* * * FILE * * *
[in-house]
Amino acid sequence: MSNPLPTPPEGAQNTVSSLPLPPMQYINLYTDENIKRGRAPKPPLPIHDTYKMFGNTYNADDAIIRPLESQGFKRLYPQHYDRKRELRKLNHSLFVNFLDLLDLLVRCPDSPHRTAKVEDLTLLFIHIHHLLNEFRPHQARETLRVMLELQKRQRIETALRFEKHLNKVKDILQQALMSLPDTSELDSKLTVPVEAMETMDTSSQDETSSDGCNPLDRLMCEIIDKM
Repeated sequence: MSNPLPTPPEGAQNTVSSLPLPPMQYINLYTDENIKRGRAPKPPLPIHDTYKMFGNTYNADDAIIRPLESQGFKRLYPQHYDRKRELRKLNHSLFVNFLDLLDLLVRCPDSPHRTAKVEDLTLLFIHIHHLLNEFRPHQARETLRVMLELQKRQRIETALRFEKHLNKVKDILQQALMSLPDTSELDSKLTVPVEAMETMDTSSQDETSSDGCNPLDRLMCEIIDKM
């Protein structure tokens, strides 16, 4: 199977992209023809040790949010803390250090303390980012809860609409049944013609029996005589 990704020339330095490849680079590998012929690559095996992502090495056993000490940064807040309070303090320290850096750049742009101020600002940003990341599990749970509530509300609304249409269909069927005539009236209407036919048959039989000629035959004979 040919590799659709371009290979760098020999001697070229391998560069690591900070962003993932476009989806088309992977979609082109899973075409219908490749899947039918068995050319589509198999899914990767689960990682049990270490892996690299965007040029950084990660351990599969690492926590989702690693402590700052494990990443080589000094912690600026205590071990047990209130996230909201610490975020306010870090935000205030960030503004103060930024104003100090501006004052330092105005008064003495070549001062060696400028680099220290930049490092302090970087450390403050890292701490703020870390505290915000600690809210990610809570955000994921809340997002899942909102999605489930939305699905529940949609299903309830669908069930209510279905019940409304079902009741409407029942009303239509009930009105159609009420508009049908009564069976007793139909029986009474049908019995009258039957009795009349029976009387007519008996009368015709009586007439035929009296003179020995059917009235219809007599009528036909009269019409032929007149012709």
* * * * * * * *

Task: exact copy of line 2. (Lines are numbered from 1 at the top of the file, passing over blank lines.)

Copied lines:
Amino acid sequence: MSNPLPTPPEGAQNTVSSLPLPPMQYINLYTDENIKRGRAPKPPLPIHDTYKMFGNTYNADDAIIRPLESQGFKRLYPQHYDRKRELRKLNHSLFVNFLDLLDLLVRCPDSPHRTAKVEDLTLLFIHIHHLLNEFRPHQARETLRVMLELQKRQRIETALRFEKHLNKVKDILQQALMSLPDTSELDSKLTVPVEAMETMDTSSQDETSSDGCNPLDRLMCEIIDKM